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Artemisia dracunculus Russian (Russian tarragon)

Beginner
skill rating
1 hour care
per year
1m
Max height
0.5m
Max spread
2-5 years
To maturity

Plant details

Botanical name

Artemisia dracunculus Russian

Other names

Russian tarragon, False tarragon, Dragon wormwood, Dragon sagwort, Artemisia dracunculus subsp. dracunculoides

Genus

Artemisia Artemisia

Species

A. dracunculus Russian - A. dracunculus Russian is a vigorous, clump-forming, subshrubby perennial with aromatic, lance-shaped, dull to mid-green leaves and loose panicles of insignificant, nodding, yellow-white flowerheads in late summer.


Artemisia dracunculus Russian is: Deciduous

Fragrance

The foliage has aromatic leaves

Habit

Clump-forming, Erect

Flower

Insignificant or absent, Pale-yellow in Summer

Foliage

Grey-green, Green in Summer

How to care

Watch out for

General care

Pruning

Cut back in spring.

Propagation methods

Seed, Semi-hardwood cuttings


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Where to grow

Artemisia dracunculus Russian (Russian tarragon) will reach a height of 1m and a spread of 0.5m after 2-5 years.

Suggested uses

Cottage/Informal, Drying, Beds and borders, Low Maintenance, Foliage only

Cultivation

Grow in well-drained soil in full sun. Though very similar to A. dracunculus French (French tarragon or True tarragon), A. dracunculus Russian is hardier, more vigorous and the leaves tend to have a less desirable flavour.

Soil type

Loamy, Sandy

Soil drainage

Well-drained

Soil pH

Acid, Alkaline, Neutral

Light

Full Sun

Aspect

South, West

Exposure

Sheltered

UK hardiness Note: We are working to update our ratings. Thanks for your patience.

Tender in frost (H3)

Companion plants

The preyty silvery leaves of this plant work well with pink and purple cistus, and orange lillies or poppies.

Botanical name

Artemisia dracunculus Russian

Other names

Russian tarragon, False tarragon, Dragon wormwood, Dragon sagwort, Artemisia dracunculus subsp. dracunculoides

Genus

Artemisia Artemisia

Species

A. dracunculus Russian - A. dracunculus Russian is a vigorous, clump-forming, subshrubby perennial with aromatic, lance-shaped, dull to mid-green leaves and loose panicles of insignificant, nodding, yellow-white flowerheads in late summer.

Foliage

Deciduous

Fragrance

The foliage has aromatic leaves

Habit

Clump-forming, Erect


Colour

Flower

Insignificant or absent, Pale-yellow in Summer

Foliage

Grey-green, Green in Summer

General care

Pruning

Cut back in spring.

Propagation methods

Seed, Semi-hardwood cuttings


Monthly care advice


Where to grow

Artemisia dracunculus Russian (Russian tarragon) will reach a height of 1m and a spread of 0.5m after 2-5 years.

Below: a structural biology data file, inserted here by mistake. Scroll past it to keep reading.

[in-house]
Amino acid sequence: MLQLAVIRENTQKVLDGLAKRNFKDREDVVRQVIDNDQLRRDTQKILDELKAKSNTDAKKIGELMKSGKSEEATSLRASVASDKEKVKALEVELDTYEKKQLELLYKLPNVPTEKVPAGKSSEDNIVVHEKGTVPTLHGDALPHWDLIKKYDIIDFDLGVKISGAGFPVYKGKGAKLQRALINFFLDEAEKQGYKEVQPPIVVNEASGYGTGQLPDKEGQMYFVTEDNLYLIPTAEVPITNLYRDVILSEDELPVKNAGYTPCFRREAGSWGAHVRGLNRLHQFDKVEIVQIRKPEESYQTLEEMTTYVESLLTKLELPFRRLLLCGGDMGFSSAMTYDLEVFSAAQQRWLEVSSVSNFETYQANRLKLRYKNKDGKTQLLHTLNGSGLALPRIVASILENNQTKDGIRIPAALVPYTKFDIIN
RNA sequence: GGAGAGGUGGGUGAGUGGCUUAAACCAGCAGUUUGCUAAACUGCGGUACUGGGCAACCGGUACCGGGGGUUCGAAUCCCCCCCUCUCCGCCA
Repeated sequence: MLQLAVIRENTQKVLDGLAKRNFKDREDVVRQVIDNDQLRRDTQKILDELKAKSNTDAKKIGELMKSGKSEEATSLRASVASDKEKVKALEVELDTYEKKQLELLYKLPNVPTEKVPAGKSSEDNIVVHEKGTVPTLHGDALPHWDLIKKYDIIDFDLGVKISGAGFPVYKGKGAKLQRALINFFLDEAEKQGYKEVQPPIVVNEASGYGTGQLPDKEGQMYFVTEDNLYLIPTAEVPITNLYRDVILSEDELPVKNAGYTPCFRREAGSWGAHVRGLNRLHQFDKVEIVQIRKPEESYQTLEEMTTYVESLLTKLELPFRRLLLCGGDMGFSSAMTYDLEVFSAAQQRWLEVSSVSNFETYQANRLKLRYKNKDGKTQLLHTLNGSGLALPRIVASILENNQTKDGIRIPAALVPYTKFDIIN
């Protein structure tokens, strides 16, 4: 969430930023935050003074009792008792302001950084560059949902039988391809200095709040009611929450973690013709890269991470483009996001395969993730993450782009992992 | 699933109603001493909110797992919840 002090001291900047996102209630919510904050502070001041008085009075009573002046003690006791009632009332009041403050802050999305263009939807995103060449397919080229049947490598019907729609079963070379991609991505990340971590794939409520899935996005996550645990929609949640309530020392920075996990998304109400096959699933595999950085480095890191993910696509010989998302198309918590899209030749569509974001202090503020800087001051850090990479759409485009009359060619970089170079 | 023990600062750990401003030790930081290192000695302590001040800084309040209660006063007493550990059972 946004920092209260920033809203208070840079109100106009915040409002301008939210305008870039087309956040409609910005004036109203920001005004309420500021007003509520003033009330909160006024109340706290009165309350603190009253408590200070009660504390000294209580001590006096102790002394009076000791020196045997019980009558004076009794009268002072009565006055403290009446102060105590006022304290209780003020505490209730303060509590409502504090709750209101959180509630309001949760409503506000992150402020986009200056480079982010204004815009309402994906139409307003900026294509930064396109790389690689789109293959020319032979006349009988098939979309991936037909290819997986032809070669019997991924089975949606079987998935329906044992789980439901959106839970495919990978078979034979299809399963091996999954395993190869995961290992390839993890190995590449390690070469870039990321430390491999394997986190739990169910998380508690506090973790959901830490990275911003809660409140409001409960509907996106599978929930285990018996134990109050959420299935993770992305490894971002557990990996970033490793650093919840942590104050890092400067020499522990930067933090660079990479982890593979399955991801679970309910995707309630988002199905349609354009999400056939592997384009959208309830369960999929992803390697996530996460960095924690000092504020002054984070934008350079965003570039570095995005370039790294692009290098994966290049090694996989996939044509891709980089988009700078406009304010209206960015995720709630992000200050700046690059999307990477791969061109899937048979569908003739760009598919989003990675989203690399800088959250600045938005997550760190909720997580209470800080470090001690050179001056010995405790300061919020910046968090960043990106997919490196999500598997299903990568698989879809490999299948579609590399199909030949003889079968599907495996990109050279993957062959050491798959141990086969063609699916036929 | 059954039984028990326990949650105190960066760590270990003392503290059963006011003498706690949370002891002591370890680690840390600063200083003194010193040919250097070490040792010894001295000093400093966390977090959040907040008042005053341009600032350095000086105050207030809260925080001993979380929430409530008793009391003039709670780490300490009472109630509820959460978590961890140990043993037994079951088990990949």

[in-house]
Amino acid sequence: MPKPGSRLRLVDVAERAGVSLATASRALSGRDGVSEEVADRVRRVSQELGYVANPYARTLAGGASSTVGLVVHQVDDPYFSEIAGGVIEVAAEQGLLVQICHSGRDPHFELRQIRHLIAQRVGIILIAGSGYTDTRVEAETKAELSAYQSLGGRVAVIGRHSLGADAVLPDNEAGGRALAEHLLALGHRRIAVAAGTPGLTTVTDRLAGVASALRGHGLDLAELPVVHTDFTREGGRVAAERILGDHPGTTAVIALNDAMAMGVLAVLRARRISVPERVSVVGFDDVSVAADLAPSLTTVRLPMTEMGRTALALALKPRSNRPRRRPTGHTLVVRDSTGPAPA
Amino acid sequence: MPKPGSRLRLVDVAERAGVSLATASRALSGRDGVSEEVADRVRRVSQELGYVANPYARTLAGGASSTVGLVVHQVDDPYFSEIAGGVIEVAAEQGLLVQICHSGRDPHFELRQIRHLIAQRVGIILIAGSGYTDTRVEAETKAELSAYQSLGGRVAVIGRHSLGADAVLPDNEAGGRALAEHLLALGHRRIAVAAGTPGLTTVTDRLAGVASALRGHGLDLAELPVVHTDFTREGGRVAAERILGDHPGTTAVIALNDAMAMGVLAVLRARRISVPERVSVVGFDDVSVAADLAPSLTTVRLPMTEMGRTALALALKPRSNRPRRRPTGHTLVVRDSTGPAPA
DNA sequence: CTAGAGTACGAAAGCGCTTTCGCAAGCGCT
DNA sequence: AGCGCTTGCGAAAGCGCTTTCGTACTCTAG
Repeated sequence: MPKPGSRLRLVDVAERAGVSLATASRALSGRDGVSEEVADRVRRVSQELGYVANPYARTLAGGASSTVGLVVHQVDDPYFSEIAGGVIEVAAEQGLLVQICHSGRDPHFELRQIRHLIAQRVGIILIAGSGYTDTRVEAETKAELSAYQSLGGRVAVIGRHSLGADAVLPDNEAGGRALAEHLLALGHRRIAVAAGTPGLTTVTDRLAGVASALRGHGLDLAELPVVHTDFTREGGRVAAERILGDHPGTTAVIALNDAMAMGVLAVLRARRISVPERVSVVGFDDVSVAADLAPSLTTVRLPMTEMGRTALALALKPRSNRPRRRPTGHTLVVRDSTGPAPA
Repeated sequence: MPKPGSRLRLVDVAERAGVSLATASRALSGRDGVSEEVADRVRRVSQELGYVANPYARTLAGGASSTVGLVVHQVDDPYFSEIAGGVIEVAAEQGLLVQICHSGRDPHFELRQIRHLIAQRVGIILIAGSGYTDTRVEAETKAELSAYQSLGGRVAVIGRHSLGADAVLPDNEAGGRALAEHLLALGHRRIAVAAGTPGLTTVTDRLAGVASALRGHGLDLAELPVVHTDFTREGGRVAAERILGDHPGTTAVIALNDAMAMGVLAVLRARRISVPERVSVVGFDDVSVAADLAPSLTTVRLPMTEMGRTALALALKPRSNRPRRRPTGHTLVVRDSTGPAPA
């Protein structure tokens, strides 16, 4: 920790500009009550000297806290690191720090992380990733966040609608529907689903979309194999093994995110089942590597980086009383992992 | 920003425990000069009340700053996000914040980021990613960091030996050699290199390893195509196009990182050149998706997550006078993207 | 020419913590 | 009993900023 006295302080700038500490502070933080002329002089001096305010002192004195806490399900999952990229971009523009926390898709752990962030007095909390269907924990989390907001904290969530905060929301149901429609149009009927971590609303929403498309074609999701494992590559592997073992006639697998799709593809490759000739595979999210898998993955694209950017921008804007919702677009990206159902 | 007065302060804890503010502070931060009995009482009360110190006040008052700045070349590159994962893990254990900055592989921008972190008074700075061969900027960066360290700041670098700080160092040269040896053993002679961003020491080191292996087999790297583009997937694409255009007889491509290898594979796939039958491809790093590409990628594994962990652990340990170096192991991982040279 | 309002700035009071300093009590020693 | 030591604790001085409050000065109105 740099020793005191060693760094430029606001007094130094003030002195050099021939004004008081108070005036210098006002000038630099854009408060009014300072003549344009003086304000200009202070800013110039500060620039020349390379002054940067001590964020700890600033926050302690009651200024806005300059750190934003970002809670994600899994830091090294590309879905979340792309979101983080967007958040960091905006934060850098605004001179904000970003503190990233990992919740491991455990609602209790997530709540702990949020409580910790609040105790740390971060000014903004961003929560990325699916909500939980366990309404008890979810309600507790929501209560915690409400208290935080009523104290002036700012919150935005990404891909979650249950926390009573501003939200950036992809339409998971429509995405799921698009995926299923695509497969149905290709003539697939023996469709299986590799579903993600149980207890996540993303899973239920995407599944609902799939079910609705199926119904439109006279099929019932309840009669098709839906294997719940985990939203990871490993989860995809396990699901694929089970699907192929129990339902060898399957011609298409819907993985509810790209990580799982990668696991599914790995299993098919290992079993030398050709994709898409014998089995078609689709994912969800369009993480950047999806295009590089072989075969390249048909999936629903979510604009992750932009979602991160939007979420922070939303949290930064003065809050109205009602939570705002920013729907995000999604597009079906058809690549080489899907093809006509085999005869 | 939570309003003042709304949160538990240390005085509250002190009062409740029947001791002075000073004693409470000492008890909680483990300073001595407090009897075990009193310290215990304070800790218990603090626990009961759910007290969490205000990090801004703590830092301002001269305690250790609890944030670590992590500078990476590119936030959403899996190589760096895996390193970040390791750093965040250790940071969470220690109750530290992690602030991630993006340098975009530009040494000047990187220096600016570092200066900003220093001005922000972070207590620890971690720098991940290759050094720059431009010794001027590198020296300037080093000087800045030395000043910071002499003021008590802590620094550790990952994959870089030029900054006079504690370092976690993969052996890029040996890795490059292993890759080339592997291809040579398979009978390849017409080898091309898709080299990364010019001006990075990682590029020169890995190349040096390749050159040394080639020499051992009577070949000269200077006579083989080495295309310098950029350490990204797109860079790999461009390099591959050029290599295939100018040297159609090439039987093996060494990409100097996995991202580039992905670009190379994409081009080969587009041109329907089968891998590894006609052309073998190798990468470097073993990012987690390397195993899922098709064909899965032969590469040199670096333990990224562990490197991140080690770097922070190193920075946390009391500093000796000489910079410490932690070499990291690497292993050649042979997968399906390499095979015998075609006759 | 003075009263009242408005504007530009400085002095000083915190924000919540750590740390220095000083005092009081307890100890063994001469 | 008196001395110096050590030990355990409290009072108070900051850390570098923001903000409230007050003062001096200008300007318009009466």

Suggested uses

Cottage/Informal, Drying, Beds and borders, Low Maintenance, Foliage only

Cultivation

Grow in well-drained soil in full sun. Though very similar to A. dracunculus French (French tarragon or True tarragon), A. dracunculus Russian is hardier, more vigorous and the leaves tend to have a less desirable flavour.

Soil type

Loamy, Sandy

Soil drainage

Well-drained

Soil pH

Acid, Alkaline, Neutral

Light

Full Sun

Aspect

South, West

Exposure

Sheltered

UK hardiness Note: We are working to update our ratings. Thanks for your patience.

Tender in frost (H3)

USDA zones

Zone 8, Zone 7, Zone 6, Zone 5, Zone 4, Zone 3

Defra's Risk register #1

Plant name

Artemisia dracunculus Russian (Russian tarragon)

Common pest name

Scientific pest name

Phytophthora tentaculata Kröber & Marwitz - All Hosts

Type

Oomycete

Current status in UK

Absent

Likelihood to spread to UK (1 is very low - 5 is very high)

5

Impact (1 is very low - 5 is very high)

3

General biosecurity comments

Polyphagous pathogen present in parts of Europe and beyond.

Defra's Risk register #2

Plant name

Artemisia dracunculus Russian (Russian tarragon)

Common pest name

Corn borer; Corn moth; European corn borer; European maize borer; European stalk borer; Maize pyralid

Scientific pest name

Ostrinia nubilalis

Type

Insect

Current status in UK

Present (Limited)

Likelihood to spread in UK (1 is very low - 5 is very high)

3

Impact (1 is very low - 5 is very high)

3

General biosecurity comments

Polyphagous boring pest present in the UK since the 1930’s. A maize-affecting race was detected for the first time in 2010. Industry may wish to monitor for its presence and mitigate against impacts.

About this section

Our plants are under greater threat than ever before. There is increasing movement of plants and other material traded from an increasing variety of sources. This increases the chances of exotic pests arriving with imported goods and travellers, as well as by natural means. Shoot is working with Defra to help members to do their part in preventing the introduction and spread of invasive risks.

Traveling or importing plants? Please read "Don't risk it" advice here

Suspected outbreak? Click here for contact details to report to the relevant authority.

Date updated: 7th March 2019 For more information visit: https://planthealthportal.defra.gov.uk/

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This plant likes... Garden match
Soil types: Loamy, Sandy Tell us...
Soil drainage: Well-drained Tell us...
Soil pH: Acid, Alkaline, Neutral Tell us...
Light: Full Sun Tell us...
Aspect: South, West Tell us...
Exposure: Sheltered Tell us...
Hardiness: Tender in frost (H3) Tell us...

COMPANION PLANTS

The preyty silvery leaves of this plant work well with pink and purple cistus, and orange lillies or poppies.

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